OAKLAND, Calif. -- The U.S. Department of Homeland Security’s Federal Emergency Management Agency (FEMA) today made federal funds available to help fight California’s Hollow fire burning southeast of the city of Placerville in El Dorado County.
Michael D. Brown, under secretary of Homeland Security for Emergency Preparedness and Response, approved the latest request for federal fire management assistance for the Hollow fire at 7:33 p.m. EDT. The request, the fourth one approved this week, was made by the state at 5:35 p.m. EDT.
The 30-acre Hollow fire started earlier today on the outskirts of Placerville where 250 people voluntarily evacuated. The fire threatened more than 100 homes, 20 businesses and communication towers. The cause of the fire is under investigation.
Federal fire management assistance is provided through the President's Disaster Relief Fund and made available by FEMA to assist in fighting fires that threaten to cause a major disaster. The assistance pays 75 percent of a state?s eligible firefighting and emergency response costs under an approved grant for managing, mitigating and controlling designated fires. Eligible state firefighting costs covered by the aid can include expenses for field camps; equipment use, repair and replacement; tools, materials and supplies; and mobilization and demobilization activities.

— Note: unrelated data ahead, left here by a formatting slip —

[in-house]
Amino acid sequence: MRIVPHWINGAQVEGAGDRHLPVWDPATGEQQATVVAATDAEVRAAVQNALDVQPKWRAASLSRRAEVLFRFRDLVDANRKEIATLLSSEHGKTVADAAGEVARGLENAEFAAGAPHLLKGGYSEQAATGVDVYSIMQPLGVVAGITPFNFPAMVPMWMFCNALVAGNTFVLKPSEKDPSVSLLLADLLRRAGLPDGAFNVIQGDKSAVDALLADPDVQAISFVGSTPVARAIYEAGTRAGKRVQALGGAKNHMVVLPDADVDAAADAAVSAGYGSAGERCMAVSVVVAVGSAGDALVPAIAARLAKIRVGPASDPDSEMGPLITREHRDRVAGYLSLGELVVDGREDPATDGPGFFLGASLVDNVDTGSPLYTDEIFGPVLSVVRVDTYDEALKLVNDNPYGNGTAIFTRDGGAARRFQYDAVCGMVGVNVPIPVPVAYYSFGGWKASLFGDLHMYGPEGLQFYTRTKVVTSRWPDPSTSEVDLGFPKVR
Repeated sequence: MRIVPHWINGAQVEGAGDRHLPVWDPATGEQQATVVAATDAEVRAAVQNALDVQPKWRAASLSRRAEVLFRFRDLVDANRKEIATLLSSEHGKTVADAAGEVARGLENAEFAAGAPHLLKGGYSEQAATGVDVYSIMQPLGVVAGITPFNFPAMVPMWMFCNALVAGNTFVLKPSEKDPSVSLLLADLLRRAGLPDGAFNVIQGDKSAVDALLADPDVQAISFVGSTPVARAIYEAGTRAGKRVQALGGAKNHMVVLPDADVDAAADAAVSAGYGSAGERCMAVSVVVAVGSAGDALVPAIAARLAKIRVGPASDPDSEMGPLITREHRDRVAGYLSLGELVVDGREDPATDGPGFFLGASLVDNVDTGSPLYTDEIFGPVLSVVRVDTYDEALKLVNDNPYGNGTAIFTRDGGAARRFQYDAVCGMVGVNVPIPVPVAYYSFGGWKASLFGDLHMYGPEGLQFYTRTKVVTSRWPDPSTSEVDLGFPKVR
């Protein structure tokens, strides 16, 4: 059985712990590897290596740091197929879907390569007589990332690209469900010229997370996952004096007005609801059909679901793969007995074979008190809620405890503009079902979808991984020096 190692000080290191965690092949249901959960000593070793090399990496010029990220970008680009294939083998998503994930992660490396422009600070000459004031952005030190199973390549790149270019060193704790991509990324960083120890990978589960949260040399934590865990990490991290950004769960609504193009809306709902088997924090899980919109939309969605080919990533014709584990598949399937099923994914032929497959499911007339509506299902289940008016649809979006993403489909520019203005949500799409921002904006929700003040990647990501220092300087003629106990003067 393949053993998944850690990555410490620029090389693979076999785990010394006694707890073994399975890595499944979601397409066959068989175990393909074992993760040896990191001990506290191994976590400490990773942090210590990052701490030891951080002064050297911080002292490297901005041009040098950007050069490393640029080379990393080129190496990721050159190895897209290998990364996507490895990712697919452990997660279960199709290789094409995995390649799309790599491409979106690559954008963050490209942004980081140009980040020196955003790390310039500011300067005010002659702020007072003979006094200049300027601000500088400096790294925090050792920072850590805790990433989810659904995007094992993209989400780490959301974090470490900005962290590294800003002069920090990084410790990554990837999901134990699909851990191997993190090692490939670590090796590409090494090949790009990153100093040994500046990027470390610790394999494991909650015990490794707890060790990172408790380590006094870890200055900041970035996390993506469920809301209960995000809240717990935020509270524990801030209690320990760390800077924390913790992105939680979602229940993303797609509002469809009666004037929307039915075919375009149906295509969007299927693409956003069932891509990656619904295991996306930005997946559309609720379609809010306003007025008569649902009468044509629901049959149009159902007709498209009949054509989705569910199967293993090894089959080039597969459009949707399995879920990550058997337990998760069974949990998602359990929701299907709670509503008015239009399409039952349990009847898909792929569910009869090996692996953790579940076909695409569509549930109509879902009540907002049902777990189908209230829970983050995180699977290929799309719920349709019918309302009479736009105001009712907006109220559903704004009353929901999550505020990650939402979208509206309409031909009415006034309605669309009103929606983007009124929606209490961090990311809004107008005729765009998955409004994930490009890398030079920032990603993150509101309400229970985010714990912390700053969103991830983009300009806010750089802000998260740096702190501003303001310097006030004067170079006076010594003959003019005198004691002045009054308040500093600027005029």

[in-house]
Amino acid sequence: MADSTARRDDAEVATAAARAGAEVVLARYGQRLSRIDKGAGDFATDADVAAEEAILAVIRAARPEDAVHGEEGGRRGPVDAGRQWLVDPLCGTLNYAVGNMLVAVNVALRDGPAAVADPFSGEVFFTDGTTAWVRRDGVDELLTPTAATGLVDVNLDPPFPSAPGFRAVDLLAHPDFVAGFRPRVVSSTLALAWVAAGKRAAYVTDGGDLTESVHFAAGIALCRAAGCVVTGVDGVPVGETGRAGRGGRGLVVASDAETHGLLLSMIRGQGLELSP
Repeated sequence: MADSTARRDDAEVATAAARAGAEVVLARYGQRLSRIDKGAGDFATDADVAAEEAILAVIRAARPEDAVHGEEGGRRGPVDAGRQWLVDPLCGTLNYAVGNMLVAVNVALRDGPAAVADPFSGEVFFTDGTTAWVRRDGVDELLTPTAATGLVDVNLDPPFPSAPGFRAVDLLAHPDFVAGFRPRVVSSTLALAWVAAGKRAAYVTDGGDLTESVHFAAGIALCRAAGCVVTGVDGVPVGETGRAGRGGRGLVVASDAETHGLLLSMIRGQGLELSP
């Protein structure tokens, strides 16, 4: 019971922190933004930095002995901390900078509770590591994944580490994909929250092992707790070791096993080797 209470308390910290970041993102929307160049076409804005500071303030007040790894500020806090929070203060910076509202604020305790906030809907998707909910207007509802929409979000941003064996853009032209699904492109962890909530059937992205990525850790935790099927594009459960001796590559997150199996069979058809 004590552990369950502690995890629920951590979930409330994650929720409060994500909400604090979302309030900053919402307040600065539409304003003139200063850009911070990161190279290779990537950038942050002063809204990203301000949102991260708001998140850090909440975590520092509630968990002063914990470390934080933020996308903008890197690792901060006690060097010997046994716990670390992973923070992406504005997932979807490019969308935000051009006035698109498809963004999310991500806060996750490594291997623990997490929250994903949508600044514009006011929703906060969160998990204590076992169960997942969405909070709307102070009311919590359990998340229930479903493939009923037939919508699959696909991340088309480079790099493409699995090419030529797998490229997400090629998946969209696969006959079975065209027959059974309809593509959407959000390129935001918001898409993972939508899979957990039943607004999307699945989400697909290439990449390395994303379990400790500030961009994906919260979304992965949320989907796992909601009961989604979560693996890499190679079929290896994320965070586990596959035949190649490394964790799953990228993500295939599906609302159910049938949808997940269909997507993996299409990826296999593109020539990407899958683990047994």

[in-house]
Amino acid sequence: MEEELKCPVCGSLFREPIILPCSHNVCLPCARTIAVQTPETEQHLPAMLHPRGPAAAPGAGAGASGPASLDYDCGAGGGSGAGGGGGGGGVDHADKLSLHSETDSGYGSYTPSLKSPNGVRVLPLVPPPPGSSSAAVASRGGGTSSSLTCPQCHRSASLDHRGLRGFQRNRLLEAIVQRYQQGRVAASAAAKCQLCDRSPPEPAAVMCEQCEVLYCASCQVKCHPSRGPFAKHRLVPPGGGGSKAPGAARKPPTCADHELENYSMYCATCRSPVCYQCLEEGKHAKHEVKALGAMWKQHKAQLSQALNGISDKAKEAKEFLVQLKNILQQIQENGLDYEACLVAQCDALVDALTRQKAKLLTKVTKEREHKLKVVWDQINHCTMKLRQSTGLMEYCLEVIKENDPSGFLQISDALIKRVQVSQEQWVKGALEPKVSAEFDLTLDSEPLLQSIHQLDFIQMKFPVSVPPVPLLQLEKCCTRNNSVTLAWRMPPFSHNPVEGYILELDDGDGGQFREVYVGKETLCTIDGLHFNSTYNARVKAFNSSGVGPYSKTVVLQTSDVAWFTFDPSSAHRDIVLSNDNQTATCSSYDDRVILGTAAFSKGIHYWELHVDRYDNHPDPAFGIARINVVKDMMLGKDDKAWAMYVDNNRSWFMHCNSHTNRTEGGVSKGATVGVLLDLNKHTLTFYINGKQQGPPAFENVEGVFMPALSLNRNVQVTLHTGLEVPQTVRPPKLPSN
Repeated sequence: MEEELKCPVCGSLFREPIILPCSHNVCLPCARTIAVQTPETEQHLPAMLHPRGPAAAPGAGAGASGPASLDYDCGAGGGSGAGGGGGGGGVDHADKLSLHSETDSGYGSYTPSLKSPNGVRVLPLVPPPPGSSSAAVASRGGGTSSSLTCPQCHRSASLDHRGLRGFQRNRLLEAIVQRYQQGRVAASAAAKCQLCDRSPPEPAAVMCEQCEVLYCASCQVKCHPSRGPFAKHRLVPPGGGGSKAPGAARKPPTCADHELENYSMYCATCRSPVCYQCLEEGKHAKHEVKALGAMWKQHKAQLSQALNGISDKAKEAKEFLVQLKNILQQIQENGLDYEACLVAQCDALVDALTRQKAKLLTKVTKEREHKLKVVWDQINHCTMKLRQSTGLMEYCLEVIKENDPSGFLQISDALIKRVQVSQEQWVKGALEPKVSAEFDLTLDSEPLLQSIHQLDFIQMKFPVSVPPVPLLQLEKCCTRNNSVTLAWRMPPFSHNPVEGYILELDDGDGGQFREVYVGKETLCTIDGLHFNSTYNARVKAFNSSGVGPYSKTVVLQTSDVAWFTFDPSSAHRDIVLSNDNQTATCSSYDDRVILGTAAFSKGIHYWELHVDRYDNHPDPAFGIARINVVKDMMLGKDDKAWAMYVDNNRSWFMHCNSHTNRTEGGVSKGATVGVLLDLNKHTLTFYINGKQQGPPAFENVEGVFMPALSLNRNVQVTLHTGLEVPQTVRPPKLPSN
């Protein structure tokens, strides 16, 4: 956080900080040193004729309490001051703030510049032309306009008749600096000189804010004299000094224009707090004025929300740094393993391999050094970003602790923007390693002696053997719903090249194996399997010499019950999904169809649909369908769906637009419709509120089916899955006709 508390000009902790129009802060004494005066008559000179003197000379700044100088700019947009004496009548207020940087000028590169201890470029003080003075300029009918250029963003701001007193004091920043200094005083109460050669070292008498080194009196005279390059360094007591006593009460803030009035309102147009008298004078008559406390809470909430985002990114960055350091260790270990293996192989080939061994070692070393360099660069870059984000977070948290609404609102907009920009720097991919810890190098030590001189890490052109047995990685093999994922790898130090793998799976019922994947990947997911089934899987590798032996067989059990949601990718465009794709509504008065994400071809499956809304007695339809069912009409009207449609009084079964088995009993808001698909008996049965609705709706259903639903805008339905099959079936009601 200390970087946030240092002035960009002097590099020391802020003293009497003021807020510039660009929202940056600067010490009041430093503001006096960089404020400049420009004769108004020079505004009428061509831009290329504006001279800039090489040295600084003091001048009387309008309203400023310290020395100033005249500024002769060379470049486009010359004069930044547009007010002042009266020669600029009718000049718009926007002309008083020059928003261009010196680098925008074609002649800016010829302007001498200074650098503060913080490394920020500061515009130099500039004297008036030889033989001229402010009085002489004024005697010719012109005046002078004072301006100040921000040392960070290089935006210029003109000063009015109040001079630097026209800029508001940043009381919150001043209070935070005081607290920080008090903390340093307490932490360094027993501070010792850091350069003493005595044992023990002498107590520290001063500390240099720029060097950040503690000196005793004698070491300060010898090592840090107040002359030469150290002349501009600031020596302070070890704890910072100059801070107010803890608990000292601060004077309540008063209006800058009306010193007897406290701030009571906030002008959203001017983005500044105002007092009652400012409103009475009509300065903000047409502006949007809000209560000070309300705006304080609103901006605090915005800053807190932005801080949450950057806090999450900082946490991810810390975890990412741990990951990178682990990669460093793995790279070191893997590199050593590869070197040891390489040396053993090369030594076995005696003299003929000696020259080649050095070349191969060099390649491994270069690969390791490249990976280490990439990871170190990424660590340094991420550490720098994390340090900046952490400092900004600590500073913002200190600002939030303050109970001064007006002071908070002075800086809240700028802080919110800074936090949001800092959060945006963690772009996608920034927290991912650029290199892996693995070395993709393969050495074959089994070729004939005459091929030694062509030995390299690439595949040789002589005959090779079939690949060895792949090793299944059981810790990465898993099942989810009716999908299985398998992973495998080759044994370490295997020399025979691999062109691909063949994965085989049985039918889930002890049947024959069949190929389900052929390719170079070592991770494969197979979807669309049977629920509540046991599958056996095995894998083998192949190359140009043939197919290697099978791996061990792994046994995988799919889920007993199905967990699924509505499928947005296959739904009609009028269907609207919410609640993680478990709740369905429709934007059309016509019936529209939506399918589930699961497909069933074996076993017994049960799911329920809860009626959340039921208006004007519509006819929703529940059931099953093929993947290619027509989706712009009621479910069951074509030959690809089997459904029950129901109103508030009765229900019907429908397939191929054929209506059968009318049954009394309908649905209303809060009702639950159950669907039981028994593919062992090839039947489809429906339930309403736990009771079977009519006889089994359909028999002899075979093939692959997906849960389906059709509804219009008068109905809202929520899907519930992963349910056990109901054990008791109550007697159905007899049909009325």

On March 1, 2003, FEMA became part of the U.S. Department of Homeland Security. FEMA?s continuing mission within the new department is to lead the effort to prepare the nation for all hazards and effectively manage federal response and recovery efforts following any national incident. FEMA also initiates proactive mitigation activities, trains first responders, and manages Citizen Corps, the National Flood Insurance Program and the U.S. Fire Administration.